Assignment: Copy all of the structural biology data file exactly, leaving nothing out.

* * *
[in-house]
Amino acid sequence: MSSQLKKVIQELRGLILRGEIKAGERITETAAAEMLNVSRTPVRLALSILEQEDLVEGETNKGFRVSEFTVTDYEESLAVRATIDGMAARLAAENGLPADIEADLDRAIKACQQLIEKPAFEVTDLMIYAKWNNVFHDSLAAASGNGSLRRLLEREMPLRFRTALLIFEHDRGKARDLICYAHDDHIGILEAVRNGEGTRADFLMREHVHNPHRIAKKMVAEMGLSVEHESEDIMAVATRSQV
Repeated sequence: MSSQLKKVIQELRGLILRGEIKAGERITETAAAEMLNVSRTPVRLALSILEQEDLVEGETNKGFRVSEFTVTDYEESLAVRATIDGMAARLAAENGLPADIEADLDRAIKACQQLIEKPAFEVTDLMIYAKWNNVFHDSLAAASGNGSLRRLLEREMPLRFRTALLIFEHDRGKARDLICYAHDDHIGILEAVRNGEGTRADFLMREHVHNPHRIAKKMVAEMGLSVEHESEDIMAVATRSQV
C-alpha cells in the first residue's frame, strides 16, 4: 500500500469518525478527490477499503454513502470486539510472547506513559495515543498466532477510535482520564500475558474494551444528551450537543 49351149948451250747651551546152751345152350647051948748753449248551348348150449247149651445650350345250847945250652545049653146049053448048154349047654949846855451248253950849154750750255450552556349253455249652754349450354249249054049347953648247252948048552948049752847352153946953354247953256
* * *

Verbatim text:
[in-house]
Amino acid sequence: MSSQLKKVIQELRGLILRGEIKAGERITETAAAEMLNVSRTPVRLALSILEQEDLVEGETNKGFRVSEFTVTDYEESLAVRATIDGMAARLAAENGLPADIEADLDRAIKACQQLIEKPAFEVTDLMIYAKWNNVFHDSLAAASGNGSLRRLLEREMPLRFRTALLIFEHDRGKARDLICYAHDDHIGILEAVRNGEGTRADFLMREHVHNPHRIAKKMVAEMGLSVEHESEDIMAVATRSQV
Repeated sequence: MSSQLKKVIQELRGLILRGEIKAGERITETAAAEMLNVSRTPVRLALSILEQEDLVEGETNKGFRVSEFTVTDYEESLAVRATIDGMAARLAAENGLPADIEADLDRAIKACQQLIEKPAFEVTDLMIYAKWNNVFHDSLAAASGNGSLRRLLEREMPLRFRTALLIFEHDRGKARDLICYAHDDHIGILEAVRNGEGTRADFLMREHVHNPHRIAKKMVAEMGLSVEHESEDIMAVATRSQV
C-alpha cells in the first residue's frame, strides 16, 4: 500500500469518525478527490477499503454513502470486539510472547506513559495515543498466532477510535482520564500475558474494551444528551450537543 49351149948451250747651551546152751345152350647051948748753449248551348348150449247149651445650350345250847945250652545049653146049053448048154349047654949846855451248253950849154750750255450552556349253455249652754349450354249249054049347953648247252948048552948049752847352153946953354247953256